Focus interview on inCapitalHealth with editor Bob Davidson
Bob Davidson is founder and editor of inCapitalHealth, a medical education website written by London’s senior doctors. With 160 therapeutic areas identified, Davidson aims to get a piece from all 160 leading consultants in the next two years.
This week, FeaturesExec caught up with Davidson to learn more about the January launch and how he sees the site progressing. We also talk PRs and Twitter.
About the publication:
inCapitalHealth launched in January; what was the motivation behind the launch:
I founded inCapitalHealth. We provide patients with enough medical knowledge to help make informed decisions over where to seek the best treatment. In an era of ‘patient choice’ it is important to give people the latest authoritative information to allow ‘informed’ involvement in critical decision making.
How do you differ from other magazines/websites?
We honestly don’t know of anything else like inCapitalHealth. We select leading specialists and ask them to write about their own area of expertise. As new developments arise these specialists will comment and give an opinion. It’s the best place for patients to find easy to read independent medical information.
Describe a typical reader for us:
Our readers are people with serious health problems and their families. When someone’s diagnosed with a medical condition it’s natural to seek the finest medical advice available. On inCapitalHealth patients can read what London’s senior doctors have written about their specialist areas – in plain English – and fully understand their recommended approach.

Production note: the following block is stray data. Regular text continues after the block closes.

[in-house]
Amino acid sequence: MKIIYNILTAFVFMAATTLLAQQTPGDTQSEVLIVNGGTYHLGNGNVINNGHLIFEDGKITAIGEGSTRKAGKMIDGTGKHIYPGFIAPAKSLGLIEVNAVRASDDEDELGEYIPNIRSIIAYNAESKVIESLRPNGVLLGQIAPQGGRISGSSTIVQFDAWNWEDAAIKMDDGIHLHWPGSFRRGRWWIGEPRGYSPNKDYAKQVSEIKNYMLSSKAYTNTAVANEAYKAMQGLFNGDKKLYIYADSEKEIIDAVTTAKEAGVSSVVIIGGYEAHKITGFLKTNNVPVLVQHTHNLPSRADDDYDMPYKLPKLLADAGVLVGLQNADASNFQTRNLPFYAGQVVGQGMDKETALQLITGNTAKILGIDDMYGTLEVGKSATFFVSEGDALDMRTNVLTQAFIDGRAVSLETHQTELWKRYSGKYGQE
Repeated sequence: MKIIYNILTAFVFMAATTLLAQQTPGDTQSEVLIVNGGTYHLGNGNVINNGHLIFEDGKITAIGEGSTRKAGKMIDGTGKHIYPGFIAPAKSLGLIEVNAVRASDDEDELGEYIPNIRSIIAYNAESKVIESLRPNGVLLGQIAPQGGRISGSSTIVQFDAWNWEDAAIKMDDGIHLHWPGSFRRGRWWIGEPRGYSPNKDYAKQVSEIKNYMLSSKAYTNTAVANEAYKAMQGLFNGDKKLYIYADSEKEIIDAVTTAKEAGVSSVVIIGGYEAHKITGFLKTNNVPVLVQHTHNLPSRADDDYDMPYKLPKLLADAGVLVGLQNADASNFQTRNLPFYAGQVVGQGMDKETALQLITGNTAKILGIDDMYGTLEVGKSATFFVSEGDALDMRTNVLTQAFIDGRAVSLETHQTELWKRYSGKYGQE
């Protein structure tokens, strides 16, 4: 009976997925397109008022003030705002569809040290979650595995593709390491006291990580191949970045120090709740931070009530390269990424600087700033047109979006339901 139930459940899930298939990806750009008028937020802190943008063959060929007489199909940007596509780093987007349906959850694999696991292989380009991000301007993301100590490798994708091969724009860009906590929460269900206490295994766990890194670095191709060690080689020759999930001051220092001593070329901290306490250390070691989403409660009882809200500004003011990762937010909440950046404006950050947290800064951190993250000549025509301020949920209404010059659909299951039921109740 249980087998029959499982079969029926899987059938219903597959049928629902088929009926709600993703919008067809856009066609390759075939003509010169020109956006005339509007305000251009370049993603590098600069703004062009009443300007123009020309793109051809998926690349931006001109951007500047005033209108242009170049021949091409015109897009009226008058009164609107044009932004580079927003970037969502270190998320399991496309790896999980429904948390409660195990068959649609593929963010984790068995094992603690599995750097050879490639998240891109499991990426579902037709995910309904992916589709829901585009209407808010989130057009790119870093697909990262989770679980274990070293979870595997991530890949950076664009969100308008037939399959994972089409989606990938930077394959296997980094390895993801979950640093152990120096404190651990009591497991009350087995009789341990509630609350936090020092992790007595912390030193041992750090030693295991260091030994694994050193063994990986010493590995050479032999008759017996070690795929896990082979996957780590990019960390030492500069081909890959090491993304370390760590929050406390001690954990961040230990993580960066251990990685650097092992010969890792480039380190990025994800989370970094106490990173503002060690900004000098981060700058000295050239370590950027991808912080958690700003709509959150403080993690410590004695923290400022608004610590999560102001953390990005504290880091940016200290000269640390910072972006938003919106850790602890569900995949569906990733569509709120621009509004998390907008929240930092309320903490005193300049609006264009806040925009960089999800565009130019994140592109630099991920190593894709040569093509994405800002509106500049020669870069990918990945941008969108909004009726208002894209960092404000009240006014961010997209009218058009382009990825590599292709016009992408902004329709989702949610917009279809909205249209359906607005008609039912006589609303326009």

What stories are you most interested in covering?
We don’t run stories, our experts write in detail about their own therapeutic areas and comment on current articles in the press. This is about arming patients with the expert knowledge they need to be involved.
How do you see the site developing in months to come?
We have identified 160 therapeutic areas and we are publishing at least one authoritative piece for each as part of the editorial calendar. We currently have 8 live with many more due for publication at different stages of the editorial process.
How does the editorial process run? Do you have specific days when you focus on different aspects of the magazine, or is the planning on a much more ad-hoc basis?
We have produced an editorial calendar for 2009/2010. However, the author for each piece is also responsible for updating their copy to ensure that it reflects all latest evidence-based treatment options.
How do you decide the content, front covers and headlines?
Content is decided on scale of patient impact i.e. the more serious and common therapeutic areas are naturally dealt with first. Front covers and headlines are selected on the basis that they introduce an important academic or point of interest.
Do you produce a features list?
Please see the editorial calendar and note that all core published copy is available for amendment and update by the original authors through the editorial panel.
Do you work closely with PRs?